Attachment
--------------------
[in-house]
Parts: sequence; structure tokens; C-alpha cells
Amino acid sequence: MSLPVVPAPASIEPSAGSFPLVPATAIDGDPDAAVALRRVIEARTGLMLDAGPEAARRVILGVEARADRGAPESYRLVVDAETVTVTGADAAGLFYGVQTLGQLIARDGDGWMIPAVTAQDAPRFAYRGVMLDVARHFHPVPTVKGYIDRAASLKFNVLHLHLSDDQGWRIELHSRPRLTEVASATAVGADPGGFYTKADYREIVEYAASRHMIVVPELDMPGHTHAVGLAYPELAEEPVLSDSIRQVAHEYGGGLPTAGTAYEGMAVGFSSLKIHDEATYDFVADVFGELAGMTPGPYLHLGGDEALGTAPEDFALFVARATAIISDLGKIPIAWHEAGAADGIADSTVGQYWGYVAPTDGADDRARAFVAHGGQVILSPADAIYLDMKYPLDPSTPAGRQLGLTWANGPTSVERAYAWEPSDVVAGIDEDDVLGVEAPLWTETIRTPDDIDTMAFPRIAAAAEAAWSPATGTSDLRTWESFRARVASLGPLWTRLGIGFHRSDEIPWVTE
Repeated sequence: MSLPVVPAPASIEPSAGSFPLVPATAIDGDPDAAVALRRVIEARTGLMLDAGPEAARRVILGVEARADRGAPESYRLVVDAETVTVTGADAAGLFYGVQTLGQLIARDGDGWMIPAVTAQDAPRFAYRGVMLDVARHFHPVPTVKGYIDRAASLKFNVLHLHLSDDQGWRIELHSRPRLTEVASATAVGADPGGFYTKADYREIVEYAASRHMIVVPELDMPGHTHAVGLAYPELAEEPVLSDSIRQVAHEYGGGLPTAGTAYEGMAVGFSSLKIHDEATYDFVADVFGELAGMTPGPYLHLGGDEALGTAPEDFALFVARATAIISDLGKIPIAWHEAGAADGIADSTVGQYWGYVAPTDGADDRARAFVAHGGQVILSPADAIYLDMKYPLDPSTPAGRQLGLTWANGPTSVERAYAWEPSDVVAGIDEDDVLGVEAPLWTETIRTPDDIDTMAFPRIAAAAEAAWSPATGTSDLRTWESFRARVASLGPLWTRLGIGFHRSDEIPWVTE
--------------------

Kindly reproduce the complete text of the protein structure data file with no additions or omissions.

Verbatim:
[in-house]
Parts: sequence; structure tokens; C-alpha cells
Amino acid sequence: MSLPVVPAPASIEPSAGSFPLVPATAIDGDPDAAVALRRVIEARTGLMLDAGPEAARRVILGVEARADRGAPESYRLVVDAETVTVTGADAAGLFYGVQTLGQLIARDGDGWMIPAVTAQDAPRFAYRGVMLDVARHFHPVPTVKGYIDRAASLKFNVLHLHLSDDQGWRIELHSRPRLTEVASATAVGADPGGFYTKADYREIVEYAASRHMIVVPELDMPGHTHAVGLAYPELAEEPVLSDSIRQVAHEYGGGLPTAGTAYEGMAVGFSSLKIHDEATYDFVADVFGELAGMTPGPYLHLGGDEALGTAPEDFALFVARATAIISDLGKIPIAWHEAGAADGIADSTVGQYWGYVAPTDGADDRARAFVAHGGQVILSPADAIYLDMKYPLDPSTPAGRQLGLTWANGPTSVERAYAWEPSDVVAGIDEDDVLGVEAPLWTETIRTPDDIDTMAFPRIAAAAEAAWSPATGTSDLRTWESFRARVASLGPLWTRLGIGFHRSDEIPWVTE
Repeated sequence: MSLPVVPAPASIEPSAGSFPLVPATAIDGDPDAAVALRRVIEARTGLMLDAGPEAARRVILGVEARADRGAPESYRLVVDAETVTVTGADAAGLFYGVQTLGQLIARDGDGWMIPAVTAQDAPRFAYRGVMLDVARHFHPVPTVKGYIDRAASLKFNVLHLHLSDDQGWRIELHSRPRLTEVASATAVGADPGGFYTKADYREIVEYAASRHMIVVPELDMPGHTHAVGLAYPELAEEPVLSDSIRQVAHEYGGGLPTAGTAYEGMAVGFSSLKIHDEATYDFVADVFGELAGMTPGPYLHLGGDEALGTAPEDFALFVARATAIISDLGKIPIAWHEAGAADGIADSTVGQYWGYVAPTDGADDRARAFVAHGGQVILSPADAIYLDMKYPLDPSTPAGRQLGLTWANGPTSVERAYAWEPSDVVAGIDEDDVLGVEAPLWTETIRTPDDIDTMAFPRIAAAAEAAWSPATGTSDLRTWESFRARVASLGPLWTRLGIGFHRSDEIPWVTE